Tandem polymer solar cells that set record for energy-conversion

February 13, 2012 By Wileen Wong Kromhout, University of California - Los Angeles

Tandem solar cell
(PhysOrg.com) -- In the effort to convert sunlight into electricity, photovoltaic solar cells that use conductive organic polymers for light absorption and conversion have shown great potential. Organic polymers can be produced in high volumes at low cost, resulting in photovoltaic devices that are cheap, lightweight and flexible.

In the last few years, much work has been done to improve the efficiency with which these devices convert sunlight into power, including the development of , device structures and processing techniques.

In a new study, available online this week in the journal , researchers at the UCLA Henry Samueli School of Engineering and Applied Science and UCLA's California Nanosystems Institute (CNSI) report that they have significantly enhanced polymer solar cells' performance by building a device with a new "tandem" structure that combines multiple cells with different absorption bands. The device had a certified power-conversion efficiency of 8.62 percent and set a world record in July 2011.

Further, after the researchers incorporated a new infrared-absorbing provided by Sumitomo Chemical of Japan into the device, the device's architecture proved to be widely applicable and the power-conversion efficiency jumped to 10.6 percent — a new record — as certified by the U.S. Department of Energy's National Renewable Energy Laboratory.

By using cells with different absorption bands, tandem provide an effective way to harvest a broader spectrum of solar radiation. However, the efficiency doesn't automatically increase by simply combining two cells. The materials for the tandem cells have to be compatible with each other for efficient light harvesting, the researchers said.

Until now, the performance of tandem devices lagged behind single-layer solar cells, mainly due to this lack of suitable polymer materials. UCLA Engineering researchers have demonstrated highly efficient single-layer and tandem polymer solar cells featuring a low-band-gap–conjugated polymer specially designed for the tandem structure. The band gap determines the portion of the solar spectrum a polymer absorbs.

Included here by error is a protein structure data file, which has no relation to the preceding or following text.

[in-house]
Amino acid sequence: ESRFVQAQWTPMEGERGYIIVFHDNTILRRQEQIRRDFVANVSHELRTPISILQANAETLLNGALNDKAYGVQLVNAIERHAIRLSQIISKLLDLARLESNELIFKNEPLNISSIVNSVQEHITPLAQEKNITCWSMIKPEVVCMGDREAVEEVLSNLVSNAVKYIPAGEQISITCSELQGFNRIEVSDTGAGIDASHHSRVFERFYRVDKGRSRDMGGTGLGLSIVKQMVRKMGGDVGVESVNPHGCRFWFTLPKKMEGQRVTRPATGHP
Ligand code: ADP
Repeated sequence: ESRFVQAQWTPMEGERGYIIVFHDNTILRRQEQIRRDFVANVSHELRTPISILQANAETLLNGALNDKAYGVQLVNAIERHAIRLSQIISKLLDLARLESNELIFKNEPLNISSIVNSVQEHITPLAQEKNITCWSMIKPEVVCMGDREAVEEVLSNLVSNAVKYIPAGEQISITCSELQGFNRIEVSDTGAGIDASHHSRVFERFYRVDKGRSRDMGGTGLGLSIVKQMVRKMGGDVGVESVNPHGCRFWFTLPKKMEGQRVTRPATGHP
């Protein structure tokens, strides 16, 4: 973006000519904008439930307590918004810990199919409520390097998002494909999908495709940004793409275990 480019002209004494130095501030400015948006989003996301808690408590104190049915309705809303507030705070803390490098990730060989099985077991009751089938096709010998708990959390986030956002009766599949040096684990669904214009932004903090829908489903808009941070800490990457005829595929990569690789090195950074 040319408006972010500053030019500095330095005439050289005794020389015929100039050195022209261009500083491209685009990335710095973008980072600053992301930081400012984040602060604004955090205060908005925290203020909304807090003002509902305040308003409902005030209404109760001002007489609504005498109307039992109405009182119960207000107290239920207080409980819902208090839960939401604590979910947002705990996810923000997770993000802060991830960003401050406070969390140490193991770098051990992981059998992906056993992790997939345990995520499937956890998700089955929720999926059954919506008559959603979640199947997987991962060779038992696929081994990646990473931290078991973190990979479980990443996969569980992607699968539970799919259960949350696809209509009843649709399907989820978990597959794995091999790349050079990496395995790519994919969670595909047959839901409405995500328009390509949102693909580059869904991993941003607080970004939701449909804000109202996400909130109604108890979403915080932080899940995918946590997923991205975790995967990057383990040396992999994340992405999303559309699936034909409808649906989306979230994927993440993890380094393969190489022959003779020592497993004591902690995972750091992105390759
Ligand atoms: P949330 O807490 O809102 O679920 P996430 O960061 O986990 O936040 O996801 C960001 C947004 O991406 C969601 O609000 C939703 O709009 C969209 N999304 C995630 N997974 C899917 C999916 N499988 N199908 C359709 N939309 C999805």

"Envision a double-decker bus," said Yang Yang, a professor of materials science and engineering at UCLA Engineering and principal investigator on the research. "The bus can carry a certain number of passengers on one deck, but if you were to add a second deck, you could hold many more people for the same amount of space. That's what we've done here with the tandem polymer solar cell."

To use solar radiation more effectively, Yang's team stacked, in series, multiple photoactive layers with complementary absorption spectra to construct a tandem polymer solar cell. Their tandem structure consists of a front cell with a larger (or high) band gap material and a rear cell with a smaller (or low) band gap polymer, connected by a designed interlayer.

When compared to a single-layer device, the tandem device is more efficient in utilizing solar energy, particularly by minimizing other energy losses. By using more than one absorption material, each capturing a different part of the solar spectrum, the tandem cell is able to maintain the current and increase the output voltage. These factors enable the increase in efficiency, the researchers said.